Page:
Australian Prime Minister Julia Gillard has announced that the National Broadband Network (NBN) project, one of the current government’s key policies in the country’s upcoming elections, will now see the under-construction fibre network reach 93% of the country’s population, up from the previous 90% target, according to the Wall Street Journal. The infrastructure has however been criticised by political opposition, which has argued that it is too expensive and threatens to create a new nationalised telecoms monopoly. Shadow telecommunications minister Tony Smith has said that the Liberal Party will put forward an alternative to the NBN during the election campaign, which he claimed would offer ‘better, reliable and affordable broadband’, noting: ‘It will ensure those in under-served broadband areas receive a better service as quickly as possible and promote the broader commercial rollout of better broadband more generally. There will be no misuse of taxpayers’ money.’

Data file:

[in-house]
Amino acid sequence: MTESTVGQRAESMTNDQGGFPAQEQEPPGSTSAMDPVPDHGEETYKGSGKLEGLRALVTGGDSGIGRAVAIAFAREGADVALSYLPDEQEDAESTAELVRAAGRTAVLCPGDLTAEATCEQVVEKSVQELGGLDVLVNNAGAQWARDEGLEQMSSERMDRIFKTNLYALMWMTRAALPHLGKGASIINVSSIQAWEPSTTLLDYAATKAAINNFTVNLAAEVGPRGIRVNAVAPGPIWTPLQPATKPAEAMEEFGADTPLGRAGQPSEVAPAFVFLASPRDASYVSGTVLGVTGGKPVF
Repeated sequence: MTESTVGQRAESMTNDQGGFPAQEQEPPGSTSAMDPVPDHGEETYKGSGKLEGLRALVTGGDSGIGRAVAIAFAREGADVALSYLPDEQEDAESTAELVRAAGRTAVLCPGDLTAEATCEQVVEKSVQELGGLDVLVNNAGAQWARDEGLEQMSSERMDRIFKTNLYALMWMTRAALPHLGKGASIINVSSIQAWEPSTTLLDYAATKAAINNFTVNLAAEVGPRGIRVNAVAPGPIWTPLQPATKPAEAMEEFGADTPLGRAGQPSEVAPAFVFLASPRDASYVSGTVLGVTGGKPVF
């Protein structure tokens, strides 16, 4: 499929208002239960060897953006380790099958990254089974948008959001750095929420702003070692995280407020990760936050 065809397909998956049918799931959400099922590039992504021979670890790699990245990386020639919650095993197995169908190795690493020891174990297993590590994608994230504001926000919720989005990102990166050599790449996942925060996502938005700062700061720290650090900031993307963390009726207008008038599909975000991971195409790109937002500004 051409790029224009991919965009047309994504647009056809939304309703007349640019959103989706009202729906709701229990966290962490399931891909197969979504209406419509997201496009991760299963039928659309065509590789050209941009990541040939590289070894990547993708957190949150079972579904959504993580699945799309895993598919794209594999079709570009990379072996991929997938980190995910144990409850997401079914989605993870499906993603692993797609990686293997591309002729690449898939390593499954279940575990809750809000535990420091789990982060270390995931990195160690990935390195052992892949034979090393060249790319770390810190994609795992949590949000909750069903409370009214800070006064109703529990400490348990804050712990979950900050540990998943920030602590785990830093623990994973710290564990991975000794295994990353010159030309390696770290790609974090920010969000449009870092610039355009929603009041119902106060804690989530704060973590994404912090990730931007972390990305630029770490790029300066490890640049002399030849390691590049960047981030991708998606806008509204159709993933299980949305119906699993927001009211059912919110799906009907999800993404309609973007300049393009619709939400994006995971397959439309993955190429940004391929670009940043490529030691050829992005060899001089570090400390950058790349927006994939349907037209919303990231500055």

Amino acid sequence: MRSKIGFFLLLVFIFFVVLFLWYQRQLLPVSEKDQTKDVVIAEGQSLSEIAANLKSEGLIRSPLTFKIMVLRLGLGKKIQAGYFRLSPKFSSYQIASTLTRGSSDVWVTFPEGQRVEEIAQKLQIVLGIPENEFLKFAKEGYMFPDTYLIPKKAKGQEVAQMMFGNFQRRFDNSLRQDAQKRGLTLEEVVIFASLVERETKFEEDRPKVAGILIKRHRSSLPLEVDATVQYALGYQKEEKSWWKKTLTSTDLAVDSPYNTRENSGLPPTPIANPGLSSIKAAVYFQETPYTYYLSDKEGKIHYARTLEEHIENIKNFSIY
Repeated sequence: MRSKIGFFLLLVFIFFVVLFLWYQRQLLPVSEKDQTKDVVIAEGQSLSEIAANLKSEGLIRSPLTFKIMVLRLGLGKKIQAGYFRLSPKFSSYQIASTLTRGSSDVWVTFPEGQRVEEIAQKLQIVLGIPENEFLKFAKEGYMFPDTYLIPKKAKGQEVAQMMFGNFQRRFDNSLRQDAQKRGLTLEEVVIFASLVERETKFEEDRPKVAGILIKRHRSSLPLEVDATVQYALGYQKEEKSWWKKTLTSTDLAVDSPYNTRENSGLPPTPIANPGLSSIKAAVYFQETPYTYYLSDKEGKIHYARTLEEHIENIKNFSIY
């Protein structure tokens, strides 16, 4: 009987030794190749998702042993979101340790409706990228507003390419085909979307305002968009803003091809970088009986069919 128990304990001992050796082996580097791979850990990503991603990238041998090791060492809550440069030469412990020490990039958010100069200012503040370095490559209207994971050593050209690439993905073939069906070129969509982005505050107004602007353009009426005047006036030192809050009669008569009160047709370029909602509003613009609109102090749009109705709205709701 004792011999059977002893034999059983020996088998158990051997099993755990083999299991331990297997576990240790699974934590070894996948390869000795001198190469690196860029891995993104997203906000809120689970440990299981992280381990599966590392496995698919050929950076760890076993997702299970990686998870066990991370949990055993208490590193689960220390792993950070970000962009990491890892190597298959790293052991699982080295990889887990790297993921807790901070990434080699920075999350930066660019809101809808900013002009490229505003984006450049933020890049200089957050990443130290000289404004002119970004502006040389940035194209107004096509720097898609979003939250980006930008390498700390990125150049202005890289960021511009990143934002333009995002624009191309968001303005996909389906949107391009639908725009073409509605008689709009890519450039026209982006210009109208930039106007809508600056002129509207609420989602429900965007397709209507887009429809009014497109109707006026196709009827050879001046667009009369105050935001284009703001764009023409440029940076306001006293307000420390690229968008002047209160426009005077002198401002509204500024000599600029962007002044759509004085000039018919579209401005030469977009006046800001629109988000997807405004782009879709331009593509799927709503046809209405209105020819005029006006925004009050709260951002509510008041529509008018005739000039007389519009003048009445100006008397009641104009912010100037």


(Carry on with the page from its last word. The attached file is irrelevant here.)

As previously reported by CommsUpdate, last month the country’s fixed line incumbent Telstra signed a preliminary AUD11 billion (USD9.59 billion) agreement to transfer customers from its copper network to the NBN. The deal between the telco and the state will also see Telstra grant NBN Co, the public-private company set up to oversee the NBN project, access to its network, while in return it is understood that it will be allowed to retain ownership of its cable network and will be permitted to bid for wireless spectrum in the future. Under the terms of the deal Telstra will receive AUD9 billion over several years as compensation for NBN Co utilising its infrastructure and to offset the loss of income from future fixed line customers, while a further AUD2 billion of government funding will be used to create a new company, USO Co, which will oversee Telstra’s Universal Service Obligations, retrain the telco’s staff and make NBN Co a wholesale supplier of fibre for new housing developments from 1 January 2011.